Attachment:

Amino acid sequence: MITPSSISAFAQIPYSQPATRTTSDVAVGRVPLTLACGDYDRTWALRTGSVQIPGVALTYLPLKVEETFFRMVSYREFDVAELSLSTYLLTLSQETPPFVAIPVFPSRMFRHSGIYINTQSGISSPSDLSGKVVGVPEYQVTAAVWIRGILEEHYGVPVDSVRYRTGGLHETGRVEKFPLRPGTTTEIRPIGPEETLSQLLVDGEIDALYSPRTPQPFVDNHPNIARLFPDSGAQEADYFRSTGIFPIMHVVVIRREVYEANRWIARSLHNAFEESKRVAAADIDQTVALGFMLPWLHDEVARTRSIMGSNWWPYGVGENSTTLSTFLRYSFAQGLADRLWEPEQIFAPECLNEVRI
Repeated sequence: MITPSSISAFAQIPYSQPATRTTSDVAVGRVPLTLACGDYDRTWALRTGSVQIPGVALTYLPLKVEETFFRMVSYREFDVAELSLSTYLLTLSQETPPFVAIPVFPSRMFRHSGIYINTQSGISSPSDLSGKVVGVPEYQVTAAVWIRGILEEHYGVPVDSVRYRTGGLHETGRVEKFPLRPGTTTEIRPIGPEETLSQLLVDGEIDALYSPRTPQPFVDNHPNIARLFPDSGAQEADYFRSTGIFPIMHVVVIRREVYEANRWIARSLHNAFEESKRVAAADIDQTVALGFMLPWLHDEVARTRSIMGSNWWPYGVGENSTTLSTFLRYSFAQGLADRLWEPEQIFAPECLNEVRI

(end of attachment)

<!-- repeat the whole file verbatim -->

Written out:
Amino acid sequence: MITPSSISAFAQIPYSQPATRTTSDVAVGRVPLTLACGDYDRTWALRTGSVQIPGVALTYLPLKVEETFFRMVSYREFDVAELSLSTYLLTLSQETPPFVAIPVFPSRMFRHSGIYINTQSGISSPSDLSGKVVGVPEYQVTAAVWIRGILEEHYGVPVDSVRYRTGGLHETGRVEKFPLRPGTTTEIRPIGPEETLSQLLVDGEIDALYSPRTPQPFVDNHPNIARLFPDSGAQEADYFRSTGIFPIMHVVVIRREVYEANRWIARSLHNAFEESKRVAAADIDQTVALGFMLPWLHDEVARTRSIMGSNWWPYGVGENSTTLSTFLRYSFAQGLADRLWEPEQIFAPECLNEVRI
Repeated sequence: MITPSSISAFAQIPYSQPATRTTSDVAVGRVPLTLACGDYDRTWALRTGSVQIPGVALTYLPLKVEETFFRMVSYREFDVAELSLSTYLLTLSQETPPFVAIPVFPSRMFRHSGIYINTQSGISSPSDLSGKVVGVPEYQVTAAVWIRGILEEHYGVPVDSVRYRTGGLHETGRVEKFPLRPGTTTEIRPIGPEETLSQLLVDGEIDALYSPRTPQPFVDNHPNIARLFPDSGAQEADYFRSTGIFPIMHVVVIRREVYEANRWIARSLHNAFEESKRVAAADIDQTVALGFMLPWLHDEVARTRSIMGSNWWPYGVGENSTTLSTFLRYSFAQGLADRLWEPEQIFAPECLNEVRI